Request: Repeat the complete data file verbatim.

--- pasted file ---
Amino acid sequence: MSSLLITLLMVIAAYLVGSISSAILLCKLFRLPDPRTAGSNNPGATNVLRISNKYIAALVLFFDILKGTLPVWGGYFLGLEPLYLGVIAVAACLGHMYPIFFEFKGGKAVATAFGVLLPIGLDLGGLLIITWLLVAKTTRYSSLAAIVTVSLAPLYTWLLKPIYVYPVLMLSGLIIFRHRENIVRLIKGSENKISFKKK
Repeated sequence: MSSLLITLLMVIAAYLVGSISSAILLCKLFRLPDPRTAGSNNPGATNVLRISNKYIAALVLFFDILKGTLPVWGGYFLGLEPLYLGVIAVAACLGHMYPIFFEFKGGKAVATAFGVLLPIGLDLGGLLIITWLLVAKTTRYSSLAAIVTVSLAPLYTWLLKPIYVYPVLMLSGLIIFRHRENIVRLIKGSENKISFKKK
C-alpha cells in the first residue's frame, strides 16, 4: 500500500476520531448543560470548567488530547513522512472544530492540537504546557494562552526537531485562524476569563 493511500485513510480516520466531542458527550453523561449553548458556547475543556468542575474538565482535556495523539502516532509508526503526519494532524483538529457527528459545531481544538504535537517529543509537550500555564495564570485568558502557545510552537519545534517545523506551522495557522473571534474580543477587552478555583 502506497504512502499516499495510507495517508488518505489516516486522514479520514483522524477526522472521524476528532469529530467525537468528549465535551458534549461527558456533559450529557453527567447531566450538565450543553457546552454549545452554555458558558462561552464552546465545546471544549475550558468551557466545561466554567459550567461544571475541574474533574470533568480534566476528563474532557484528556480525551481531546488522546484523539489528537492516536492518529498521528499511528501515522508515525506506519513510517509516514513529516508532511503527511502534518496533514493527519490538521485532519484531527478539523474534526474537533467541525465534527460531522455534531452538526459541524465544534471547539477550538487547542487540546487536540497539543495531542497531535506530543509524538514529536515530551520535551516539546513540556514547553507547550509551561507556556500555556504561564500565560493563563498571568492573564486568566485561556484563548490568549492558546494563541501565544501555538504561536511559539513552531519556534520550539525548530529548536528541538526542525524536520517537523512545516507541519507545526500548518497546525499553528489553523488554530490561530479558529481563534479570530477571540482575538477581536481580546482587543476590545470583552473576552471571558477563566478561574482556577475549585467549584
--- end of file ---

Amino acid sequence: MSSLLITLLMVIAAYLVGSISSAILLCKLFRLPDPRTAGSNNPGATNVLRISNKYIAALVLFFDILKGTLPVWGGYFLGLEPLYLGVIAVAACLGHMYPIFFEFKGGKAVATAFGVLLPIGLDLGGLLIITWLLVAKTTRYSSLAAIVTVSLAPLYTWLLKPIYVYPVLMLSGLIIFRHRENIVRLIKGSENKISFKKK
Repeated sequence: MSSLLITLLMVIAAYLVGSISSAILLCKLFRLPDPRTAGSNNPGATNVLRISNKYIAALVLFFDILKGTLPVWGGYFLGLEPLYLGVIAVAACLGHMYPIFFEFKGGKAVATAFGVLLPIGLDLGGLLIITWLLVAKTTRYSSLAAIVTVSLAPLYTWLLKPIYVYPVLMLSGLIIFRHRENIVRLIKGSENKISFKKK
C-alpha cells in the first residue's frame, strides 16, 4: 500500500476520531448543560470548567488530547513522512472544530492540537504546557494562552526537531485562524476569563 493511500485513510480516520466531542458527550453523561449553548458556547475543556468542575474538565482535556495523539502516532509508526503526519494532524483538529457527528459545531481544538504535537517529543509537550500555564495564570485568558502557545510552537519545534517545523506551522495557522473571534474580543477587552478555583 502506497504512502499516499495510507495517508488518505489516516486522514479520514483522524477526522472521524476528532469529530467525537468528549465535551458534549461527558456533559450529557453527567447531566450538565450543553457546552454549545452554555458558558462561552464552546465545546471544549475550558468551557466545561466554567459550567461544571475541574474533574470533568480534566476528563474532557484528556480525551481531546488522546484523539489528537492516536492518529498521528499511528501515522508515525506506519513510517509516514513529516508532511503527511502534518496533514493527519490538521485532519484531527478539523474534526474537533467541525465534527460531522455534531452538526459541524465544534471547539477550538487547542487540546487536540497539543495531542497531535506530543509524538514529536515530551520535551516539546513540556514547553507547550509551561507556556500555556504561564500565560493563563498571568492573564486568566485561556484563548490568549492558546494563541501565544501555538504561536511559539513552531519556534520550539525548530529548536528541538526542525524536520517537523512545516507541519507545526500548518497546525499553528489553523488554530490561530479558529481563534479570530477571540482575538477581536481580546482587543476590545470583552473576552471571558477563566478561574482556577475549585467549584